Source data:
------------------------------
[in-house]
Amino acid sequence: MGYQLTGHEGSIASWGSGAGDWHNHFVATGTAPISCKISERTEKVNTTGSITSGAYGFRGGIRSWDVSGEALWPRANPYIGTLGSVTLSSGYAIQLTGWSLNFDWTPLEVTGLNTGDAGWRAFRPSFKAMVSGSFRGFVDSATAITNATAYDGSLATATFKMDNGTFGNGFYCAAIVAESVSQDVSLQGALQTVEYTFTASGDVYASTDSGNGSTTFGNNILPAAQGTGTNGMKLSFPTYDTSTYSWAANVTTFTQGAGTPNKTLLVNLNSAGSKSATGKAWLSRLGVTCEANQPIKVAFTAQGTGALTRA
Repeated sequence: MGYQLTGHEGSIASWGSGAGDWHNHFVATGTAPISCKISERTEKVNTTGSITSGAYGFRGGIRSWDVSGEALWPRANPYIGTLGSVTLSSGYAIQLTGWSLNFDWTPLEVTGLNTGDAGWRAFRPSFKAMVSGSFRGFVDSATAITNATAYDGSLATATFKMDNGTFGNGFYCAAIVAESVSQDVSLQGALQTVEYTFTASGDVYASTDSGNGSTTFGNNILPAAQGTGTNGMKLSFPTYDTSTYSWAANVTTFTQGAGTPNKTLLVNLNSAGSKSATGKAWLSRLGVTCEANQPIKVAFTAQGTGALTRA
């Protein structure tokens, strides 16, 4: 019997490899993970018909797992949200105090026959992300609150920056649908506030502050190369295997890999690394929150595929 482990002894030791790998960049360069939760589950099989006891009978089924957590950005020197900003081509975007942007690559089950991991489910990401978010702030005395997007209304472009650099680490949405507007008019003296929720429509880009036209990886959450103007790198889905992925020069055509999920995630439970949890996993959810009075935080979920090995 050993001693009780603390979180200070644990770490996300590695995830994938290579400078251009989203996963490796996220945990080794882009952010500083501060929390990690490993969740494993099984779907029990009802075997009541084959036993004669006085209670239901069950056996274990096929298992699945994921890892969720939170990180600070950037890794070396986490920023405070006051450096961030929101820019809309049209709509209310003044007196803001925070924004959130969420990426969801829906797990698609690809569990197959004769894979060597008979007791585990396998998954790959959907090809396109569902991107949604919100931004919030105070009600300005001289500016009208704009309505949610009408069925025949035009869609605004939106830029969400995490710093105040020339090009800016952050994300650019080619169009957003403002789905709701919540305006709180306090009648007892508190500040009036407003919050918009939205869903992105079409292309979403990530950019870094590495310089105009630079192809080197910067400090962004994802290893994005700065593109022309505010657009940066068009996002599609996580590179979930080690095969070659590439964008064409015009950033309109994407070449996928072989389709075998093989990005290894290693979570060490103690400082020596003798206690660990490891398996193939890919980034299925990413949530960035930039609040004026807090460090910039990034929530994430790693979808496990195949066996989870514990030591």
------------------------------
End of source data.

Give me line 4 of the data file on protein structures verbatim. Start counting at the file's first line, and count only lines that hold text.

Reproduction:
């Protein structure tokens, strides 16, 4: 019997490899993970018909797992949200105090026959992300609150920056649908506030502050190369295997890999690394929150595929 482990002894030791790998960049360069939760589950099989006891009978089924957590950005020197900003081509975007942007690559089950991991489910990401978010702030005395997007209304472009650099680490949405507007008019003296929720429509880009036209990886959450103007790198889905992925020069055509999920995630439970949890996993959810009075935080979920090995 050993001693009780603390979180200070644990770490996300590695995830994938290579400078251009989203996963490796996220945990080794882009952010500083501060929390990690490993969740494993099984779907029990009802075997009541084959036993004669006085209670239901069950056996274990096929298992699945994921890892969720939170990180600070950037890794070396986490920023405070006051450096961030929101820019809309049209709509209310003044007196803001925070924004959130969420990426969801829906797990698609690809569990197959004769894979060597008979007791585990396998998954790959959907090809396109569902991107949604919100931004919030105070009600300005001289500016009208704009309505949610009408069925025949035009869609605004939106830029969400995490710093105040020339090009800016952050994300650019080619169009957003403002789905709701919540305006709180306090009648007892508190500040009036407003919050918009939205869903992105079409292309979403990530950019870094590495310089105009630079192809080197910067400090962004994802290893994005700065593109022309505010657009940066068009996002599609996580590179979930080690095969070659590439964008064409015009950033309109994407070449996928072989389709075998093989990005290894290693979570060490103690400082020596003798206690660990490891398996193939890919980034299925990413949530960035930039609040004026807090460090910039990034929530994430790693979808496990195949066996989870514990030591």